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It Just Got Easier for Companies Like Facebook and Google to Measure Their Investments in Renewable Energy

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In the last decade, companies have responded to growing demand among consumers to incorporate sustainability into their business plans. And now forward-thinking companies realize that climate change threatens their bottom lineRenewable energy investments expanded to $310 billion dollars in 2014, up from $60 billion a decade ago. The numbers don't lie: companies are ditching fossil fuels for renewable energy. But when it comes to choosing a low-carbon electricity supply, it can be challenging for businesses to know which route to take.

New guidelines will make it easier for companies to find low-carbon energy sources and transparently report their carbon footprints.
Photo credit: Shutterstock

There are "power purchase agreements, electricity contracts, on-site versus off-site projects and renewable energy certificates, all of which can vary by country." Now, new guidelines from the World Resources Institute will make it easier for companies to find low-carbon energy sources and more accurately report their carbon footprints.

It's absolutely necessary that companies look at their carbon footprint since "companies consume half of all electricity produced so any solution for reducing global emissions has to address the electricity sector,” said Mary Sotos of the World Resources Institute. Sotos is the lead author on the report.

The guideline, Greenhouse Gas (GHG) Protocol Scope 2 Guidance, is the first major update to the GHG Protocol Corporate Accounting and Reporting Standard, which is "the most widely used international accounting tool for government and business leaders to understand, quantify and manage greenhouse gas emissions." These new guidelines provide a more consistent and transparent way for companies to choose energy sources and report their emissions to programs like CDP and The Climate Registry. Eight-six percent of Fortune 500 companies responded to the CDP using the GHG Protocol in 2014. Now, these reporting programs will require companies to provide even more information.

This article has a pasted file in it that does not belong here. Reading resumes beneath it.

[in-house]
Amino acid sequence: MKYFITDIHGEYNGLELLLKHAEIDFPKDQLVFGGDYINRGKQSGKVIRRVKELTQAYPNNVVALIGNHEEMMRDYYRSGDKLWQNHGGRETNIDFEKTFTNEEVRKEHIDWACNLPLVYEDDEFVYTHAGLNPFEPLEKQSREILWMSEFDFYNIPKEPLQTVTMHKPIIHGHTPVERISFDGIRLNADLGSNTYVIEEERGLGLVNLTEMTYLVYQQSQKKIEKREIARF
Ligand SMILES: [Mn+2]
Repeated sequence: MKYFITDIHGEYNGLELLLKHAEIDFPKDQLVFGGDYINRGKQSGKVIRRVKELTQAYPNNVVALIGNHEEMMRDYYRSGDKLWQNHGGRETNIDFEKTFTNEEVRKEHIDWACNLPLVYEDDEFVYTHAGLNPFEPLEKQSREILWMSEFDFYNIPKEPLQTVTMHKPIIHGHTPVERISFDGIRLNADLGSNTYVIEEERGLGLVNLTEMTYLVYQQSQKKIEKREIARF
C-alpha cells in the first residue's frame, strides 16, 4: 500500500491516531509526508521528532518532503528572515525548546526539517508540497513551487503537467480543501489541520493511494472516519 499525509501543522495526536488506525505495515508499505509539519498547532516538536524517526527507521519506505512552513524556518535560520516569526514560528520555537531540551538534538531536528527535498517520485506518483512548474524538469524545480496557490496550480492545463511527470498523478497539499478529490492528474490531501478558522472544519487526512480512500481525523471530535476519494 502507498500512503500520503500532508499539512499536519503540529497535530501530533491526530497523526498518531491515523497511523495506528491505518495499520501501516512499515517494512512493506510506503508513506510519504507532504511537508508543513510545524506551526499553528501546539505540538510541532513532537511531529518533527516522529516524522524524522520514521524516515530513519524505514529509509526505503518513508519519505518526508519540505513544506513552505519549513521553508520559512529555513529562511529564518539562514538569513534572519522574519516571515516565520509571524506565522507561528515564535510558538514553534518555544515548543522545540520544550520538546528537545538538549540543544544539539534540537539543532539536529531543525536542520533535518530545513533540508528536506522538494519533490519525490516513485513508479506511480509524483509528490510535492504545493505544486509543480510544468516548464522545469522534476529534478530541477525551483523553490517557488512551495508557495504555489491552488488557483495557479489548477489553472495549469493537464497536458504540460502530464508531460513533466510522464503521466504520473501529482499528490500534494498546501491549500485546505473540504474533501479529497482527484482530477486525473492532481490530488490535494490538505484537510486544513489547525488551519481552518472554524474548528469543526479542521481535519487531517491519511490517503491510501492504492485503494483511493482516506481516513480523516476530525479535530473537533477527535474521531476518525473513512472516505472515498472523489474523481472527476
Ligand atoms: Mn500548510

“This guidance represents a critical evolution in corporate sustainability reporting. Investors and other stakeholders have been calling for companies to disclose more consistent, transparent data on their electricity emissions and renewable energy purchases. By using this guidance, companies reporting to CDP can now achieve this,” said Pedro Faria, technical director, CDP.

The Scope 2 Guidance included input from more than 200 representatives from companies, electric utilities, government agencies, academics, industry associations and civil society groups in 23 countries. The report includes case studies of 12 companies that already use the new guidance, including Facebook, Google, Mars and EDF Energy.

Kevin Rabinovitch, Global Sustainability Director, Mars Incorporated said, “This guidance is a powerful tool to help corporations achieve ambitious, science-based climate targets ... Case in point, this guidance helped Mars decide to create a 200 MW wind farm in the United States last year.”

"Acting now on climate change is a must for all actors in society,” said Anna Gedda, Head of Sustainability, H&M. “With electricity use in our stores accounting for over 80 percent of our operations' GHG emissions, setting our 100 percent renewable electricity target and our science-based GHG reduction target would not have been possible without the clarity that this guidance provides."

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